As part of an outreach campaign, members of the financial media – including personal finance bloggers like yours truly – were invited to the office of Life Insurance Association Malaysia and treated to a first-hand presentation of the latest update within the investment-linked products industry.
Even the CEO of Life Insurance Association of Malaysia (or LIAM for short), Mark O’Dell attended the meeting. He’s like the top boss in the insurance industry. His background is very, very impressive. Happy to report he was approachable in person.
Let me share with you how LIAM explains investment-linked products. It’s quite clever.
Investment-Linked Products, explained using Nasi Lemak
Ah, credit cards. The enabler of reckless spending, yet such a useful financial tool when utilised right.
How useful is useful? And how enabling? I had to ask. Naturally, I turn to the RoR audience – I wanted to know the biggest swipe they have ever made on their credit cards. Not just that – I also asked if they themselves thought it was a good decision.
Here are their answers. Thanks to everyone who contributed!
Isn’t it amazing that you can use your money to buy more time?
Using money to buy time, as a concept, did not come naturally to me. When I was younger, I spent a lot of hours looking for the best deals.
This money approach went on until I ran out of things to cut from my expenses. Looking back, I could’ve used all that time to make extra money, or learn high-income skills
(but hey it’s not good to dwell on the past)
The realisation that money can be used to buy time also forever changed my attitude towards money. Despite being obsessed with personal finance, I no longer glorify money in itself. What’s the point of having money if I have to work all the time? What’s the point of having money if I can’t spend time with loved ones, or make them happy?
I’m not alone in this view. Recently, I asked the RoR audience about the expenses they’re happy to pay for because it saves them time. Here are some of their answers, republished with permission.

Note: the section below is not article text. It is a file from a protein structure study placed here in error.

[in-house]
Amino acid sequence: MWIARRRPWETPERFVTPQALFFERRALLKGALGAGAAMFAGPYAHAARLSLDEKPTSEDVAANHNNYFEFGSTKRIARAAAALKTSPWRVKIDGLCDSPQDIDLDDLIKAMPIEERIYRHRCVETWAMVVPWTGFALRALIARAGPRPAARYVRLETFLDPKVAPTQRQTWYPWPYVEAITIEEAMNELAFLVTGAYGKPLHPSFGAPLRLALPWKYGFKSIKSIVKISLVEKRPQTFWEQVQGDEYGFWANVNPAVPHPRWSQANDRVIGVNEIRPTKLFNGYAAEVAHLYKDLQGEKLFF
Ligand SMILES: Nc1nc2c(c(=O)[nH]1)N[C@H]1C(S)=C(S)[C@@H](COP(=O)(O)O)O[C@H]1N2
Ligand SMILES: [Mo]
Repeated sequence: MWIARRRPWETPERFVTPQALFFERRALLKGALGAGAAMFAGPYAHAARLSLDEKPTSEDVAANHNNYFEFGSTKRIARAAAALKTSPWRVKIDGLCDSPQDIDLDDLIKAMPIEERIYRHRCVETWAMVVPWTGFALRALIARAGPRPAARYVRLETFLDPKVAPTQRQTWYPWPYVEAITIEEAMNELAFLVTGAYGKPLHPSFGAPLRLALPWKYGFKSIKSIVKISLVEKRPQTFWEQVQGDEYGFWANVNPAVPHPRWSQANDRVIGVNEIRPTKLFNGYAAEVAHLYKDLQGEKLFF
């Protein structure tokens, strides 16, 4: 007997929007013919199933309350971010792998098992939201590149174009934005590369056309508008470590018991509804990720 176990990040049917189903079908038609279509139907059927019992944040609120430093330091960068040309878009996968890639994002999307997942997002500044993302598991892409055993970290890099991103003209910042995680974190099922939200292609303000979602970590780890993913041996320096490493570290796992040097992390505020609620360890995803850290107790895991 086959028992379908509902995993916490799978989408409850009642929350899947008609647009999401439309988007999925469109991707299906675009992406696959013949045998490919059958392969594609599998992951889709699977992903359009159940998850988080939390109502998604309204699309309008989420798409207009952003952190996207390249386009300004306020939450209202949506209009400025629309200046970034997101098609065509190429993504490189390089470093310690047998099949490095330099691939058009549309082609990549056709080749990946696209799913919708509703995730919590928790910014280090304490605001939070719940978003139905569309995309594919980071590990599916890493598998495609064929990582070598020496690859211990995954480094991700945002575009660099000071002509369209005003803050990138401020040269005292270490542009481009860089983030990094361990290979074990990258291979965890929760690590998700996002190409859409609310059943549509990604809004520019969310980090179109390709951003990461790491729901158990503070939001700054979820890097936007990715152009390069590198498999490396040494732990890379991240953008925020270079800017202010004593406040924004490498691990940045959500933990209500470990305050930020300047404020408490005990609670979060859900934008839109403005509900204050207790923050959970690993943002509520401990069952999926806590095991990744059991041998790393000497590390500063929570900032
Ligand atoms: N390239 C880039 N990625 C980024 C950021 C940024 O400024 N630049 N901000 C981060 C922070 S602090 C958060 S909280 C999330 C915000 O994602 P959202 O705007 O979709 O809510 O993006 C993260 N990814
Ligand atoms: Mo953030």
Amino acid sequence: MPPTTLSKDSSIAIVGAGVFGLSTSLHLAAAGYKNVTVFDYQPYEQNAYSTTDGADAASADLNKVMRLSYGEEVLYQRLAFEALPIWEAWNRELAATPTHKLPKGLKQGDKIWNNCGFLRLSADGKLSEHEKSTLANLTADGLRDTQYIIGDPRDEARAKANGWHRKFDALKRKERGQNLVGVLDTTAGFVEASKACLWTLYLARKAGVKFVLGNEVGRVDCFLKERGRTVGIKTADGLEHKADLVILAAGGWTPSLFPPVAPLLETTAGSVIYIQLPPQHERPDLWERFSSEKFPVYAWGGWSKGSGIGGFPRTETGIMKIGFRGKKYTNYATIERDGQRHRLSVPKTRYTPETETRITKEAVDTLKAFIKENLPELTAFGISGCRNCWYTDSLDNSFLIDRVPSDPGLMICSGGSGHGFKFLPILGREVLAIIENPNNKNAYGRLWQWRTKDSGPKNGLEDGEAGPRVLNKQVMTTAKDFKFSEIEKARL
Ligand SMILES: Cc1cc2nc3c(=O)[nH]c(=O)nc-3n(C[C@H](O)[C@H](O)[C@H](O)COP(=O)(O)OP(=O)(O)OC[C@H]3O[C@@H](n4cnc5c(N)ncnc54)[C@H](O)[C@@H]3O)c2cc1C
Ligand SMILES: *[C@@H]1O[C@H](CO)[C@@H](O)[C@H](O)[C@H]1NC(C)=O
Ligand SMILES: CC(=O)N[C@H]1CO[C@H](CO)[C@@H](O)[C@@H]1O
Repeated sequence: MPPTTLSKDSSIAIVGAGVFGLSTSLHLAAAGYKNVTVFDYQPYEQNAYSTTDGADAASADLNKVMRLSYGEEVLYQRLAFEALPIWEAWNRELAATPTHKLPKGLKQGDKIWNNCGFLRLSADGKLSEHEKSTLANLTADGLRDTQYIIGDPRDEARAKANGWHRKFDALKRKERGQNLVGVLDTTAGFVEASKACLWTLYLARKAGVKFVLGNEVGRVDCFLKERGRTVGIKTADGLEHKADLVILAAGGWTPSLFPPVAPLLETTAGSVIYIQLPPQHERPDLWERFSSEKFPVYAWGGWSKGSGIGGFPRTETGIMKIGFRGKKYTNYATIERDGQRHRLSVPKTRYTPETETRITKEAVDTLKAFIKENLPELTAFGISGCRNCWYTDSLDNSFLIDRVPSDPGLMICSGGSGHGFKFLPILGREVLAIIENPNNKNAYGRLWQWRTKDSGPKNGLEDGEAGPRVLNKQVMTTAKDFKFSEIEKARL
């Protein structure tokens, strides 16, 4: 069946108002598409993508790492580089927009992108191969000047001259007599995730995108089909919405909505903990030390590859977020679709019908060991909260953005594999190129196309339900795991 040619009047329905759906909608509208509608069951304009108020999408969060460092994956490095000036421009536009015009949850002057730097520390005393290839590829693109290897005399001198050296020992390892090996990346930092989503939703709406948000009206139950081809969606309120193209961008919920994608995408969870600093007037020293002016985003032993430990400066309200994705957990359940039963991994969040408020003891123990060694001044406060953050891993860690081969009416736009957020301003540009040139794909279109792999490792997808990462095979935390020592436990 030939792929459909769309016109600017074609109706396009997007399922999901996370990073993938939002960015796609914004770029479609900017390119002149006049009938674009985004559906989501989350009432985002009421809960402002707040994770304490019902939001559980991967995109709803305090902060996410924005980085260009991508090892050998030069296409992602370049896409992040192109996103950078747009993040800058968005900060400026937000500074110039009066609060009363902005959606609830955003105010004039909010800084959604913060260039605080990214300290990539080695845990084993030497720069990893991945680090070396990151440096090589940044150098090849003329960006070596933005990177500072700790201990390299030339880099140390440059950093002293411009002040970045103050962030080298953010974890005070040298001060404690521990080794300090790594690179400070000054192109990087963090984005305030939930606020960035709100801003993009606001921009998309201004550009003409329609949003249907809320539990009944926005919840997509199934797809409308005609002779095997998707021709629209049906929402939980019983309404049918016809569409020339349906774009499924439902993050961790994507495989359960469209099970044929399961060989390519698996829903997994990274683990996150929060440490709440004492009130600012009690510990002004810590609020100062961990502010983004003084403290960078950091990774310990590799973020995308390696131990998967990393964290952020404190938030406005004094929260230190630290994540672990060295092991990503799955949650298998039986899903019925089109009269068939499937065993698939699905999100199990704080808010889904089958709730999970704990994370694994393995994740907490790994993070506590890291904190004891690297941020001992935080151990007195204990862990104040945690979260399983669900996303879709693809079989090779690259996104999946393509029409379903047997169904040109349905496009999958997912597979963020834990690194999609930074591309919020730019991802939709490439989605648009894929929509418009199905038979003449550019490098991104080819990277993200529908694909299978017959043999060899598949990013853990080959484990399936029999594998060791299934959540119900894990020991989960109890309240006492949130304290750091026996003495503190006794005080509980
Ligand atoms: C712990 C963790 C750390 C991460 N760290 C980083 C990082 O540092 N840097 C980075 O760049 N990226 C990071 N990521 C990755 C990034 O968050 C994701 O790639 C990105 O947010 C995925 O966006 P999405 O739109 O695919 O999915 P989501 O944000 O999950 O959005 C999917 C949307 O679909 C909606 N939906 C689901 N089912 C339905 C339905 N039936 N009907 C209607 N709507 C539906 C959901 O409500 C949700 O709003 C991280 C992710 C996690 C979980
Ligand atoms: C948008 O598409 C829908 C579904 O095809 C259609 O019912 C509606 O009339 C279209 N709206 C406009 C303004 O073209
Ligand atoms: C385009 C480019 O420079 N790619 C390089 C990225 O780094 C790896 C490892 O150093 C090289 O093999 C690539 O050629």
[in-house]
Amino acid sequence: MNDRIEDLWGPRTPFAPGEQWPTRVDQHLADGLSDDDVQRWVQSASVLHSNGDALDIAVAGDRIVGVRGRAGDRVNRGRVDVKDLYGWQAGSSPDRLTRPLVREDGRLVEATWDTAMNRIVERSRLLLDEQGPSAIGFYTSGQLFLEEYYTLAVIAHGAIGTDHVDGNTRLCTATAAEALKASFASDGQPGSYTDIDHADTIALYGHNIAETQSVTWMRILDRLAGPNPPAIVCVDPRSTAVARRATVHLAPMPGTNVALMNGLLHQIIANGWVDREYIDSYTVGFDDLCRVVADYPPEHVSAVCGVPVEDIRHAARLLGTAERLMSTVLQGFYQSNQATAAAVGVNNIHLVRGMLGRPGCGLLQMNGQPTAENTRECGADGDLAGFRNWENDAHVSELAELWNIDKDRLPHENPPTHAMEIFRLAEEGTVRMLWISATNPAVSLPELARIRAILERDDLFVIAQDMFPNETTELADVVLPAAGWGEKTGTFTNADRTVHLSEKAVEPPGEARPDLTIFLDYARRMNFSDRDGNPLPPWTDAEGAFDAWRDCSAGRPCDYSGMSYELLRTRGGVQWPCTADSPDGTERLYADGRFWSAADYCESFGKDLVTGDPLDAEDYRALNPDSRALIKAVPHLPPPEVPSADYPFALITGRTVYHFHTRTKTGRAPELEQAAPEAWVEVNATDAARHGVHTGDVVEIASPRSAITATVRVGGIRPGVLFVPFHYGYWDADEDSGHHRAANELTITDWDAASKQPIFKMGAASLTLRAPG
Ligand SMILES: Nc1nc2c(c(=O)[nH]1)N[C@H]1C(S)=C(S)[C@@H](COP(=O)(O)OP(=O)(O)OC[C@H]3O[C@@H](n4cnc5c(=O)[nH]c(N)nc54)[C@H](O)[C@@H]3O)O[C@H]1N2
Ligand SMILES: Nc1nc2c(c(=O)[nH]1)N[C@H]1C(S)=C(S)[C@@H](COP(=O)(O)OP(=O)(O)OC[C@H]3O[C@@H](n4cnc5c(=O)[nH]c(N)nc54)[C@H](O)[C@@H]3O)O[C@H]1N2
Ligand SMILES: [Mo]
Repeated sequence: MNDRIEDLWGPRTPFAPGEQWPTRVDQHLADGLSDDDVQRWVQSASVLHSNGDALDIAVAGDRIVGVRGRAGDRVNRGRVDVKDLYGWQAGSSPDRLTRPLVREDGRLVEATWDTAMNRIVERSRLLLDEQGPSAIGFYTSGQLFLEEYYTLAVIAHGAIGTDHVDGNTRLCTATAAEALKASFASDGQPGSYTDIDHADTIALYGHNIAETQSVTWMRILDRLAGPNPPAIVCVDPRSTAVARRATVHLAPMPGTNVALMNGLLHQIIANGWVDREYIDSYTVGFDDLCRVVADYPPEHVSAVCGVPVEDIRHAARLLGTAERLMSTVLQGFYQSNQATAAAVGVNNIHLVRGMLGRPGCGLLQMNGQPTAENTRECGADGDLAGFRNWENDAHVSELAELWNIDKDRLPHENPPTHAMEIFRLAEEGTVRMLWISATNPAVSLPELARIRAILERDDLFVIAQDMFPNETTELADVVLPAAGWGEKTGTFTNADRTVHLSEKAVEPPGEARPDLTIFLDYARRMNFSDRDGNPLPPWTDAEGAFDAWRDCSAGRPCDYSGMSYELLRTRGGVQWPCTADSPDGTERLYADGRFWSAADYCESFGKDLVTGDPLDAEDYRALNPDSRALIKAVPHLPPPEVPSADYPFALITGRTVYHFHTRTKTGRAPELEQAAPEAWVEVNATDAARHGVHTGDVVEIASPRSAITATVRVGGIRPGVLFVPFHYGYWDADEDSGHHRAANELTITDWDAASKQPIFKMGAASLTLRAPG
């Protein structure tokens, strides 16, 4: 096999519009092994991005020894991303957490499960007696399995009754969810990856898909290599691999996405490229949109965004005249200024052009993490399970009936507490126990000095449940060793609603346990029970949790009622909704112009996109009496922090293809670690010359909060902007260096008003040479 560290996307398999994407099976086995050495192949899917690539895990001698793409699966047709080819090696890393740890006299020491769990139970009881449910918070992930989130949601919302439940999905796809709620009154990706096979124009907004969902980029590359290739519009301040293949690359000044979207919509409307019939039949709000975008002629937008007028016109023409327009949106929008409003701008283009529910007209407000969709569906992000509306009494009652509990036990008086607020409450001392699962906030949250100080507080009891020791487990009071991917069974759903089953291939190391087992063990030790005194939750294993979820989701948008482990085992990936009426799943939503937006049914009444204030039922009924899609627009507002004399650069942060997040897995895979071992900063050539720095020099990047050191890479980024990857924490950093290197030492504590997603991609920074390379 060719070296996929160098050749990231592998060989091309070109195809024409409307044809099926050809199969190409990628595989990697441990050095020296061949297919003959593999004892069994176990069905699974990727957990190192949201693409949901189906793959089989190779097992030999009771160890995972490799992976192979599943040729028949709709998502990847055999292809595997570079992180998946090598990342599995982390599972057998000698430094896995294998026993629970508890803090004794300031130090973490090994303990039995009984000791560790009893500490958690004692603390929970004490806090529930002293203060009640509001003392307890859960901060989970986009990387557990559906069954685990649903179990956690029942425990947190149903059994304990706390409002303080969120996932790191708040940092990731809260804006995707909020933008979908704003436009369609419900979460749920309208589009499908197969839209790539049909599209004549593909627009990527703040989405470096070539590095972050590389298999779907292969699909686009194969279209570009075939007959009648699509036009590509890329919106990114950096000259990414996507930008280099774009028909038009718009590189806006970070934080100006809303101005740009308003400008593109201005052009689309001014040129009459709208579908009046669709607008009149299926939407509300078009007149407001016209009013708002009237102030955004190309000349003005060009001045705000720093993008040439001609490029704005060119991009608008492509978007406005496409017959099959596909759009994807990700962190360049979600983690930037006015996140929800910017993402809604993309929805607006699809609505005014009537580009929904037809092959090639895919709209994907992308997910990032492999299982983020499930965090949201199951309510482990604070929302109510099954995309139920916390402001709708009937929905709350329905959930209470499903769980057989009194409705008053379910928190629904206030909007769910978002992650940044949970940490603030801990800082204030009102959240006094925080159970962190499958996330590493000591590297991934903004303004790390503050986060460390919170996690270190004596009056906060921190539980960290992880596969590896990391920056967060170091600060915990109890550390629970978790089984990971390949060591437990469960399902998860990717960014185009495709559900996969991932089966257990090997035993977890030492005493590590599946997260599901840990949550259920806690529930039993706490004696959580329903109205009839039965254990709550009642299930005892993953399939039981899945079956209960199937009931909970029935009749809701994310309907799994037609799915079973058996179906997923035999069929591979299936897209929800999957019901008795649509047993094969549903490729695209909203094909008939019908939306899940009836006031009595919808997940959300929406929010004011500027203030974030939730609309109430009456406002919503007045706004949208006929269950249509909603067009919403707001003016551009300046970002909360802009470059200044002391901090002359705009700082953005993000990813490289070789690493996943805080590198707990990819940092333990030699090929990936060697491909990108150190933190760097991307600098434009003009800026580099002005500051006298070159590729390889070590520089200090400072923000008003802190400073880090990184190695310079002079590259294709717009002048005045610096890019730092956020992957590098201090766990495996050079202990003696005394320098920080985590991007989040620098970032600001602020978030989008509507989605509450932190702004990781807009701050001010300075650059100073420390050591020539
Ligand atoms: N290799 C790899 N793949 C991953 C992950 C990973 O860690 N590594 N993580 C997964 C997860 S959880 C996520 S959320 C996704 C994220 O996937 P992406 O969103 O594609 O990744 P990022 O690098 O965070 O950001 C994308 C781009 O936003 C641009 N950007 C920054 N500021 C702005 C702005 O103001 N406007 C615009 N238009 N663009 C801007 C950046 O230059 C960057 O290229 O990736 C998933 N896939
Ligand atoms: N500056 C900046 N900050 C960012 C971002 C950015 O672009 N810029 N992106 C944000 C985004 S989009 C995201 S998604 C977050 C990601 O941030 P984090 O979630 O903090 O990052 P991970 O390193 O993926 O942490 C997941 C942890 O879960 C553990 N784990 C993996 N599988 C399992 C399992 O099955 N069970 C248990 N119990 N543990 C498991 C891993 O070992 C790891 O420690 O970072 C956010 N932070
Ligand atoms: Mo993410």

What did you pick as your first investment? Your second? Third? And so on?
As always, when I got curious about anything personal finance, I turn to the crowd. I asked the RoR Facebook community about their first, second and third investments. How did they interpret the common advice to ‘diversify your investments’, and how does the order look like?
How do members of the Malaysian personal finance community first get interested in personal finance? What sparked this fascination for money management?
I was curious, so I asked that question during a mini-forum in Ringgit Oh Ringgit FB page one day.
The answers were as varied as you’d think. They were so interesting, I reached out and asked if I could compile them here. Here you go – why Malaysians got interested in personal finance, in their own words.
As I sat down with Rafiz Azuan Abdullah, the CEO of PIDM or Perbadanan Insurans Deposit Malaysia and asked my questions, it occurred to me that this man is truly at peace with doing a thankless job.
If you’re unfamiliar with what PIDM does, they are basically a government authority that provides protection for your deposits, as well as takaful and insurance benefits in the unlikely event a PIDM member institution fails.
For example, let’s say Bank X somehow goes bankrupt and you have RM10k saved there. As Bank X is a PIDM member bank, PIDM will make sure you get your RM10k back immediately.
I’m used to interviewing founders and CEOs, but it’s quite rare that I get interviewed by them!
That’s what we did in this Ringgit Oh Ringgit x HelloGold collaboration. In this video, HelloGold’s Co-Founder Ridwan Abdullah asked me a bunch of questions, ranging from the website, my investments and my thoughts on gold. It was fun answering them and I may have laughed too much.